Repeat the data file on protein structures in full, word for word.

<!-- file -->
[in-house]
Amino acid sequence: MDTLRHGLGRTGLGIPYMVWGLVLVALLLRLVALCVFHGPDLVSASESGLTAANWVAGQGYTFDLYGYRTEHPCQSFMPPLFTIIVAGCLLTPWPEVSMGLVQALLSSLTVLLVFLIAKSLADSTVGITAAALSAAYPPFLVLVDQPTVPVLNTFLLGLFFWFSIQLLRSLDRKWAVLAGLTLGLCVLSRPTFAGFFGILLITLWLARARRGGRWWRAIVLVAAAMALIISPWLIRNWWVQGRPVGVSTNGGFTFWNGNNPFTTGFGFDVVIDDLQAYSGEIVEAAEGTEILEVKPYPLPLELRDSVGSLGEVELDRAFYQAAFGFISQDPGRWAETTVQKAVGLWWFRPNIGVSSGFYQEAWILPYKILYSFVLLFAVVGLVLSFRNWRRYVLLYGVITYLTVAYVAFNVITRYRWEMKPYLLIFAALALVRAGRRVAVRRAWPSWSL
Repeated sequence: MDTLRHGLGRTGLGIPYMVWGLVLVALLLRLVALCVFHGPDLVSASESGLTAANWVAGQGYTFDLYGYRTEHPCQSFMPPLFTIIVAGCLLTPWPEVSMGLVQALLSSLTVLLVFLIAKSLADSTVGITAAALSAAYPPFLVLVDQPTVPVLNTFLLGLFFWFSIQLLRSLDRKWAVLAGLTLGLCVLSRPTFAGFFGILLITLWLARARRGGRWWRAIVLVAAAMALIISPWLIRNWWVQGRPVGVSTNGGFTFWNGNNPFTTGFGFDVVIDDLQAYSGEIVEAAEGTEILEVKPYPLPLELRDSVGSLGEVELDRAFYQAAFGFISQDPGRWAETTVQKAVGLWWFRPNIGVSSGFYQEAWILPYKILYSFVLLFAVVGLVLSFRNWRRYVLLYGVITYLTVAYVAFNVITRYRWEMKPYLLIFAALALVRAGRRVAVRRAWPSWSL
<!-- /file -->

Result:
[in-house]
Amino acid sequence: MDTLRHGLGRTGLGIPYMVWGLVLVALLLRLVALCVFHGPDLVSASESGLTAANWVAGQGYTFDLYGYRTEHPCQSFMPPLFTIIVAGCLLTPWPEVSMGLVQALLSSLTVLLVFLIAKSLADSTVGITAAALSAAYPPFLVLVDQPTVPVLNTFLLGLFFWFSIQLLRSLDRKWAVLAGLTLGLCVLSRPTFAGFFGILLITLWLARARRGGRWWRAIVLVAAAMALIISPWLIRNWWVQGRPVGVSTNGGFTFWNGNNPFTTGFGFDVVIDDLQAYSGEIVEAAEGTEILEVKPYPLPLELRDSVGSLGEVELDRAFYQAAFGFISQDPGRWAETTVQKAVGLWWFRPNIGVSSGFYQEAWILPYKILYSFVLLFAVVGLVLSFRNWRRYVLLYGVITYLTVAYVAFNVITRYRWEMKPYLLIFAALALVRAGRRVAVRRAWPSWSL
Repeated sequence: MDTLRHGLGRTGLGIPYMVWGLVLVALLLRLVALCVFHGPDLVSASESGLTAANWVAGQGYTFDLYGYRTEHPCQSFMPPLFTIIVAGCLLTPWPEVSMGLVQALLSSLTVLLVFLIAKSLADSTVGITAAALSAAYPPFLVLVDQPTVPVLNTFLLGLFFWFSIQLLRSLDRKWAVLAGLTLGLCVLSRPTFAGFFGILLITLWLARARRGGRWWRAIVLVAAAMALIISPWLIRNWWVQGRPVGVSTNGGFTFWNGNNPFTTGFGFDVVIDDLQAYSGEIVEAAEGTEILEVKPYPLPLELRDSVGSLGEVELDRAFYQAAFGFISQDPGRWAETTVQKAVGLWWFRPNIGVSSGFYQEAWILPYKILYSFVLLFAVVGLVLSFRNWRRYVLLYGVITYLTVAYVAFNVITRYRWEMKPYLLIFAALALVRAGRRVAVRRAWPSWSL